What we say and do reveal who and what we cherish. If we solely looked at our online activity, what would our actions reveal?
Let’s pick on Facebook for a bit since this is the area I have been examining in my own life as of late. Just like a chisel can be used to create something beautiful or to destroy, Facebook can be used for good or ill. It depends on who is holding the chisel and how it is being used.
Facebook can be a wonderful tool to connect to others. We can share important information, funny stories, sources that bring us joy, our faith, and encourage. It helps inform us of the events in the lives of our family and friends so that we can respond accordingly.
On the flip side, Facebook can be damaging. Words are powerful and convey much. Some use their words online with harmful intent. Others use social media to boast. It can be a joy-zapper if one struggles with comparison on the news feed. It can sow seeds of resentment or bitterness in the heart.
We need to examine ourselves honestly and regularly as we utilize social media.
1) Building others up or ourselves? What is our motive in sharing? Who and what are we promoting? Are we using social media solely to glorify our own image to gain praise or admiration? Are our posts uplifting to others? Are we taking every opportunity to encourage? It isn’t that sharing from our personal lives is “bad,” but is there a balance to what we share and our interaction with others online that reveal an “others” mindset ?
2) Being honest? If we are willing to exhibit the wonderful things that happen in our lives, we need to also be honest that life is not always picture perfect. Being real has positive affects on those around us!
3) Sharing too much? There isn’t anything wrong with sharing that cute picture of your child, the funny story, the joy you feel in an accomplishment, the fun you had on a date, etc.. Sometimes, though, we need to filter. Would it be, at times, more tactful to share in a private circle of close friends instead of a vast online audience? When it is impossible to know exactly who is in the crowd, it is difficult to know if the information we are sharing is edifying. In real life, we pick and chose what we verbalize based on who the individual is and what we know of them. There are some successes and stories we would never share face-to-face because it might bring the other pain or cause them to stumble. That is often not the case in the social media world and, unfortunately, we rarely think of the ripple effects made.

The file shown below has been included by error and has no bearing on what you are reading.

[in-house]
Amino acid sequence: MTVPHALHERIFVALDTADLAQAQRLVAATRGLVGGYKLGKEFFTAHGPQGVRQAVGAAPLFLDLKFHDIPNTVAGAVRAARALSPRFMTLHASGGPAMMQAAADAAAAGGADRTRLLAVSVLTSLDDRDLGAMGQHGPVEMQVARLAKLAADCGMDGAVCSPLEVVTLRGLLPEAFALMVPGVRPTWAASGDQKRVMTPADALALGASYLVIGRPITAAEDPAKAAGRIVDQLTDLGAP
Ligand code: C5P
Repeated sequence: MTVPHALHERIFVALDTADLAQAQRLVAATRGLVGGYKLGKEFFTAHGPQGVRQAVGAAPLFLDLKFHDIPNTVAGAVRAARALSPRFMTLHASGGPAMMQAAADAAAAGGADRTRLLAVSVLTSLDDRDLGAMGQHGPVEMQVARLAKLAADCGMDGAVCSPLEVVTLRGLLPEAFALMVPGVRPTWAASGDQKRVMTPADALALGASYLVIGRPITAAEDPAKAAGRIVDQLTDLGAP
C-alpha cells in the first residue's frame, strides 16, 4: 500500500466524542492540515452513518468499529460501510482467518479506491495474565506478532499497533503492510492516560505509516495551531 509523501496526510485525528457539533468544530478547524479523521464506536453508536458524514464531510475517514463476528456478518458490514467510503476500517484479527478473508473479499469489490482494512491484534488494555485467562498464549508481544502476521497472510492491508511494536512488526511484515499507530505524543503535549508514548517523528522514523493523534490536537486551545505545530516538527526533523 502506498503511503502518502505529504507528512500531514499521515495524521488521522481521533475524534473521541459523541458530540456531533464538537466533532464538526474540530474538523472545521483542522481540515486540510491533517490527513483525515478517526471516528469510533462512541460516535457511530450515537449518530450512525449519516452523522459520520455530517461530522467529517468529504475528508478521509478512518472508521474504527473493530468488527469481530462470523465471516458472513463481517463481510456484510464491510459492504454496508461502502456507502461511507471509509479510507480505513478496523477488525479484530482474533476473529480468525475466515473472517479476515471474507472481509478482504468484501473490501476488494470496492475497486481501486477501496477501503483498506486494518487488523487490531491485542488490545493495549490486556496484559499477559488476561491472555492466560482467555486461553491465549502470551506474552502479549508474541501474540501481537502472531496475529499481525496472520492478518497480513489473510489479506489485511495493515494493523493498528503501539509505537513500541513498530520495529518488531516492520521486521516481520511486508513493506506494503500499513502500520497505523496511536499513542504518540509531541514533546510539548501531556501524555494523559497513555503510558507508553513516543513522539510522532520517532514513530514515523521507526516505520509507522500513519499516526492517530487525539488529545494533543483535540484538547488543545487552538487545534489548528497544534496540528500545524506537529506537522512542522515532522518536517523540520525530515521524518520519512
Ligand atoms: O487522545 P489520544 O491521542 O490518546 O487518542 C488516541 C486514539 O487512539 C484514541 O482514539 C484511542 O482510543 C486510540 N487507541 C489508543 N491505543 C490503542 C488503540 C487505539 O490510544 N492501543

As we navigate social media, let’s take a moment for self-examination. I am still working through the answers to the questions above for myself. There is plenty of room for growth!
Here are some new habits to put into practice.
1) Before posting, identify the motive. Why are we sharing that particular picture, moment, accomplishment, or piece of information? Is the goal to self-promote to gain affirmation or praise? Will it be edifying or encouraging to others? Is it an honest reflection of ourselves or family? Would it be better to share with closest friends instead?
2) Don’t get offline before leaving at least one kind/encouraging comment, message, or expression of care for someone else. Regularly build others up. Take every opportunity to care for, affirm, and love on others!
3) Rid our feeds of posts we are consuming that create discontent, jealousy, anger, division, or bitterness. Obviously, we can’t do that with every post that might cause a negative reaction in ourselves. There is a time to practice self-control and graciousness in our responses (or lack thereof). However, if there is a source that creates a consistent struggle in your heart and mind, then it might be time to hide the posts from that particular individual from the news feed.
We are not responsible for anyone’s actions online but our own. If there is need for a change in our actions, let’s do it! Let social media be a positive tool we use to practice the building up of and love for others.
“Do nothing from rivalry or conceit, but in humility count others more significant than yourselves. Let each of you look not only to his own interests, but also to the interests of others.”